Editor’s Note: This whiskey was provided to us as a review sample by Jim Beam. This in no way, per our editorial policies, influenced the final outcome of this review. It should also be noted that by clicking the buy link towards the bottom of this review our site receives a small referral payment which helps to support, but not influence, our editorial and other costs.
Nepotism isn’t always a bad thing, especially when it comes to whiskey and a nearly 200-year family tradition of spirits and distilling. Booker Noe is the grandson of Jim Beam and a 6th Generation Master Distiller, and Booker’s Bourbon is a small batch label nestled under the more imposing Jim Beam brand. Booker himself was the person who coined the term “small-batch,” a term that tends to conjure the more rarefied and special blends of bourbon.
Booker Noe first came into his own in 1988, launching Booker’s Bourbon with a very small release. At the time, whiskey tended to be light-bodied, less robust, lower-proofed, and overall, somewhat pushed to the side in favor of the clear spirits. Fred Noe, Booker’s son, and 7th Generation Master Distiller, has stated “my dad thought bourbon and whiskey were getting a bad rap.” As a result, Booker’s Bourbon emerged, taken straight from the barrel, a true barrel-strength bourbon. As Booker used to say, straight from the barrel was “the way bourbon used to be, the way it was meant to be.”
Booker’s Bourbon is a rare beast, as it is one of the only bourbons bottled at its natural proof, uncut and non-chill filtered. Such a high-proof bourbon can be overpowering if there is not consideration given to the flavor profile and complexity within the spirit, but Booker’s Bourbon takes itself and its reputation very seriously, and they don’t disappoint.
Fred Noe has taken over the position of Master Distiller for Booker’s Bourbon from his father. The newest output from Booker’s Bourbon and today’s tasting is the Booker’s Bourbon Batch 2021-02 “Tagalong Batch,” a name derived from the tradition of Fred’s father tagging along with his father and grandfather on the distillery floor. Those days of asking questions and observing the distilling process fed Booker’s desire to learn the family business.
The Booker’s Bourbon Batch 2021-02“Tagalong Batch” doesn’t burn a hole in your throat, despite its impressive 127.9 proof, and is a rather fiery spirit with a lot of character. It was aged six years and five months, and was selected by Fred Noe with quality being of the upmost importance. I’d say he did a smashing job.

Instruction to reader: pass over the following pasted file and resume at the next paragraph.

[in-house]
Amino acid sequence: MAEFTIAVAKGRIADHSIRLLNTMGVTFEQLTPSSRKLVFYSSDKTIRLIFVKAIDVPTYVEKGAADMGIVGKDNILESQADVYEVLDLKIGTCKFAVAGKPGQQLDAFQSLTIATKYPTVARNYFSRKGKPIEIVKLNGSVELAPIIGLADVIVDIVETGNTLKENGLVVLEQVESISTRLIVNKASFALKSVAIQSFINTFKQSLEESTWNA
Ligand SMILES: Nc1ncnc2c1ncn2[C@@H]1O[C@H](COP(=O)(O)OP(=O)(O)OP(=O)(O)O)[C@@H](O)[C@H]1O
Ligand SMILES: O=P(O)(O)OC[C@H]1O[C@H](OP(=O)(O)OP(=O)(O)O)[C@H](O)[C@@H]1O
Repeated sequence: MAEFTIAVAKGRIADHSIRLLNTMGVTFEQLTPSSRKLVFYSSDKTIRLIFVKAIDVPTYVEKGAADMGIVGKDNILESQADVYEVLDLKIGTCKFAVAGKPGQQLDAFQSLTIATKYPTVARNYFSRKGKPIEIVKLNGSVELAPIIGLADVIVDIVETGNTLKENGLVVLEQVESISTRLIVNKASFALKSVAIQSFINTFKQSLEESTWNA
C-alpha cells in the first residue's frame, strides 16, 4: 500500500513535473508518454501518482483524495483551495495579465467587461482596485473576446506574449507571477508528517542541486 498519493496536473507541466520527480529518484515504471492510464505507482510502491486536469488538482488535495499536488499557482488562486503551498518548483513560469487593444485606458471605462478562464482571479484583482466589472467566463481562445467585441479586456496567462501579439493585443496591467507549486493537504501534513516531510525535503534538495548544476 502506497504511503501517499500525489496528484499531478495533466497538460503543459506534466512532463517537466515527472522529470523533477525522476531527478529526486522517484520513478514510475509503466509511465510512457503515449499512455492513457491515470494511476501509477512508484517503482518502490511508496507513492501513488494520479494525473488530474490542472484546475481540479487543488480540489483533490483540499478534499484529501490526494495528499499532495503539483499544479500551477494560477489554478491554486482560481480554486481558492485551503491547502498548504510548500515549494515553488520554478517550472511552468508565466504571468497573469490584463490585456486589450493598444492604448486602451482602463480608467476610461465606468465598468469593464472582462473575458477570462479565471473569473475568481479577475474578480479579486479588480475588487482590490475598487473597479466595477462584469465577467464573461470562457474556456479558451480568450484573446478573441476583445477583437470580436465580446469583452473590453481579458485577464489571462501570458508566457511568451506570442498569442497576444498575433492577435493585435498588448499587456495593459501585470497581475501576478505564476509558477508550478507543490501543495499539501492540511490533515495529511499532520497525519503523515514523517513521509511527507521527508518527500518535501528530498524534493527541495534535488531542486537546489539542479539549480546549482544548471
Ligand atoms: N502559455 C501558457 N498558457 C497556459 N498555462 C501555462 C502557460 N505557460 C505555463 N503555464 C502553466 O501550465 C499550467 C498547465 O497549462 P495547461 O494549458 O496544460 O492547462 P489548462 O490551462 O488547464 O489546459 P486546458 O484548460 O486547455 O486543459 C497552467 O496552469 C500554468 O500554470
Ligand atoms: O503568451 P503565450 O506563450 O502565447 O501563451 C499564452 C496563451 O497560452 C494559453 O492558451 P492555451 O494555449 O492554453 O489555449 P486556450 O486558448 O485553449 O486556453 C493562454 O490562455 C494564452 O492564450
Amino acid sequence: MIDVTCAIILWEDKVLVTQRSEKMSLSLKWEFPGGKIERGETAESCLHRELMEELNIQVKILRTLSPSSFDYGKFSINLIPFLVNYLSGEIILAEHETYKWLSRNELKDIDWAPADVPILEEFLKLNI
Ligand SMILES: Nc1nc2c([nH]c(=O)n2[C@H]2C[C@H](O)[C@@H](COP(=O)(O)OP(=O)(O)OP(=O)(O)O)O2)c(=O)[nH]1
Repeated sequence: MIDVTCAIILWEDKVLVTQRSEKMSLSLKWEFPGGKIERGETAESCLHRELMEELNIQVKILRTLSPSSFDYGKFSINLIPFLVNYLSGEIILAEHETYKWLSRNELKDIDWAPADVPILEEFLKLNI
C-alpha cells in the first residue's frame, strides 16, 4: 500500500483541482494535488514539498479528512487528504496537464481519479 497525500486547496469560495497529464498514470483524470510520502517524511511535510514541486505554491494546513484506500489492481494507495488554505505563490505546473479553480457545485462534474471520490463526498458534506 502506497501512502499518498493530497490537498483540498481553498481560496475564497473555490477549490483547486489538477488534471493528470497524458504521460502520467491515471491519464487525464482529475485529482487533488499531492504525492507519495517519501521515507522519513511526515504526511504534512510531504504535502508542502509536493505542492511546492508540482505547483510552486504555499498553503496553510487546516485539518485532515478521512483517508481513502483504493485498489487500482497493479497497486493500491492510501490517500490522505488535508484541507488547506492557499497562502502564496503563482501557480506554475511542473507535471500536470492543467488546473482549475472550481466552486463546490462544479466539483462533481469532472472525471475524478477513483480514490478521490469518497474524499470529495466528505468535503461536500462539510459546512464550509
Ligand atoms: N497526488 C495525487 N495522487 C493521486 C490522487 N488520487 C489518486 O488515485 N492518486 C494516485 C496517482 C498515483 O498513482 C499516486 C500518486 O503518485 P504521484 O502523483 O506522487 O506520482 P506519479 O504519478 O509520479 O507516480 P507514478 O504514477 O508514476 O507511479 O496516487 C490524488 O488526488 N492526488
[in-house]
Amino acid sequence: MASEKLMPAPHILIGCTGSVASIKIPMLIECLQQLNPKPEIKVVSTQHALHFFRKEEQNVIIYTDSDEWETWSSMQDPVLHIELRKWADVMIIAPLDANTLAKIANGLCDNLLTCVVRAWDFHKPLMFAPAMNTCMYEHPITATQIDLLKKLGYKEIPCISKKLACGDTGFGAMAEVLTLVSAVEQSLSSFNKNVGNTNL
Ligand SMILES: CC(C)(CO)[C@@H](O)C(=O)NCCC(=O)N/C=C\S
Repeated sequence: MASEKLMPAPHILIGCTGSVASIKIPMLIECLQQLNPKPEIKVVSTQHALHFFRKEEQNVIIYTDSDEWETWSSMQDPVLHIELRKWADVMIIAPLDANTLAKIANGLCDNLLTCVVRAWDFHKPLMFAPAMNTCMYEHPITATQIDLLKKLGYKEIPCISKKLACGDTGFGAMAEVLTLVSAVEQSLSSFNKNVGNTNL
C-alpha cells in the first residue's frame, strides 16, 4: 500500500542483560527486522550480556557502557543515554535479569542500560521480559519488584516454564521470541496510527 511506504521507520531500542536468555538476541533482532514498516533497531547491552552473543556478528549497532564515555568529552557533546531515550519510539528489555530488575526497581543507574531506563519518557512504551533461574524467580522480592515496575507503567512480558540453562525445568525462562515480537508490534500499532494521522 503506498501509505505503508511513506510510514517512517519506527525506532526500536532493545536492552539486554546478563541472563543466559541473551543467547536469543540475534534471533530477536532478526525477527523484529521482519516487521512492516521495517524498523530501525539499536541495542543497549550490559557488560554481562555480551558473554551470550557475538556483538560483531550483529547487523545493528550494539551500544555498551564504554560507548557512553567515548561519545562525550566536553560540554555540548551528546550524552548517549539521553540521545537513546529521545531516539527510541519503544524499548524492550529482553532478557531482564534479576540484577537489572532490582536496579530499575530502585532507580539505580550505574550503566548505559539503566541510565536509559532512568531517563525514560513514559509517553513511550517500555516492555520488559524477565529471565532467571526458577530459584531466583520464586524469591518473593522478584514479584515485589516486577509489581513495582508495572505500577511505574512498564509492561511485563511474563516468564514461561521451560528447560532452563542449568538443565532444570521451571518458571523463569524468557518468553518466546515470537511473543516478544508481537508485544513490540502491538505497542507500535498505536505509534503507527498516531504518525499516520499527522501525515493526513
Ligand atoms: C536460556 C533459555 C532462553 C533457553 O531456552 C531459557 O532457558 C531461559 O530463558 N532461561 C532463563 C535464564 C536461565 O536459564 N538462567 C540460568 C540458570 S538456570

Tasting Notes: Booker’s Bourbon Batch 2021-02 “Tagalong Batch”
Vital Stats: 127.9 proof (63.95% ABV). Aged 6 years, 5 months. Batch no. 2021-02. Average price at around $97. Aged in charred white oak barrels.
Appearance: Rich burnished copper.
Nose: Waves of honeysuckle and earthy, musty wood. A bit of cherry and vanilla swirls, crashing into one another with the promise of a rich, full-bodied taste.
Palate: First impression is this is a smooth, rich bourbon that is not at all overpowering for its proof. Mid-palate the spice begins to shine through, baking spices, nutmeg, and vanilla. The finish is clean but fiery, but not off-putting, with the hint of cherry straight off the tree.
This is one of the better high-proof bourbons I’ve had the pleasure of tasting. It is very clear that Booker’s Bourbon takes pride in its output, and I think Master Distiller Noe pulled these barrels at the perfect time. There is a subtlety to the bourbon that warms the belly without burning the palate, so all the nuanced flavors come through and gently move through different iterations. One sip will be robust, another will highlight the vanilla, another, perhaps with a drop or two of water, will open to perfectly feature the white oak. It’s a well-made bourbon from a brand that knows its purpose.
User Review3.44 (16 votes)
Jerry Jenae Sampson
Jerry Sampson is a freelance writer, editor and screenwriter. Her creative work is ever improved by her love of whiskey and craft cocktails. She enjoys taking cool fall days to explore the great distilleries around Portland to get a closer look at the inner workings of her favorite spirits.